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Election Law @ Moritz

Election Law @ Moritz


Litigation

Van Hollen v. Government Accountability Board

Case Information

Date Filed / Ended: September 10, 2008 / January 23, 2009
State: Wisconsin
Issues: Voter Registration, State Voter Registration Databases
Courts that Heard this Case: Dane County Circuit Court (Case 2008CV004085); Wisconsin Court of Appeals (Case 2008AP002804)

Issue:

Whether the Wisconsin Government Accountability Board (GAB) has met its obligations to bring Wisconsin into compliance with state and federal election laws, including the Help America Vote Act (HAVA).  Specifically, the Attorney General is seeking to require that the GAB run HAVA checks on voter registrations received prior to August 6, 2008.

DISCLOSURE

Status:

Case dismissed by trial court on 10/23/08.  Appeal filed with the Wisconsin Court of Appeals on 11/12/08 (noticed filed in circuit court on 11/7/08). Opinion/Decision that Appeal is Dismissed Pursuan to Rule 809.18 entered on 1/23/09.

Court of Appeals Documents

  • Notice of Appeal & Court Record (filed 11/12/08)
  • ORD that the time for the clerk to transmit the record on appeal is extended to December 29, 2008 (entered 12/10/08)
  • Notice of Voluntary Dismissal Filed (filed 1/21/09)
  • Opinion/Decision that the appeal is dismissed pursuant to Rule 809.18 (entered 1/23/09)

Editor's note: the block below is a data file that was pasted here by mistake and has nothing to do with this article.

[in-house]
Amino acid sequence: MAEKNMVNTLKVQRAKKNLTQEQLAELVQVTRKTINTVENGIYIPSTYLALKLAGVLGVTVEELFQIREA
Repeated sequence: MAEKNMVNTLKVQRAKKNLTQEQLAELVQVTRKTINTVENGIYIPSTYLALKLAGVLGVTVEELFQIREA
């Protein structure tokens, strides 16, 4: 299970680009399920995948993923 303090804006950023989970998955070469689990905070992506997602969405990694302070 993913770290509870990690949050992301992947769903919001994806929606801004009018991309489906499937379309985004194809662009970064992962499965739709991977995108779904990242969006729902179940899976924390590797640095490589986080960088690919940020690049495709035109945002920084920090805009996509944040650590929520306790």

• Remittitur (entered 1/23/09)

Circuit Court Documents

Related Information

Commentary

Edward B. Foley

Of Bouncing Balls and a Big Blue Shift

Edward B. Foley

It is a fortuitous coincidence that the University of Virginia’s Journal of Law & Politics has just published a piece of mine that shows the relevance of the current vote-counting process in Virginia’s Attorney General election to what might happen if the 2016 presidential election turns on a similar vote-counting process in Virginia. 

Read full post here.

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In the News

Daniel P. Tokaji

Ohio treasurer receives OK to host town halls

Professor Daniel Tokaji was quoted in an article from the Associated Press about an attorney general opinion that allows the Ohio treasurer to conduct telephone town halls using public money. The opinion will likely have broad ramifications for the upcoming elections, Tokaji said.

“As a practical matter, while that legal advice is certainly right, very serious concerns can arise about whether these are really intended to inform Ohio constituents about the operations of his office or if they’re campaign events,” he said.

more EL@M in the news...

Info & Analysis

U.S. Supreme Court strikes down aggregate campaign contribution cap

The U.S. Supreme Court issued its opinion today in McCutcheon v. FEC, striking down aggregate limits on political campaign contributions but leaving in place limits on contributions to individual candidates.

more info & analysis...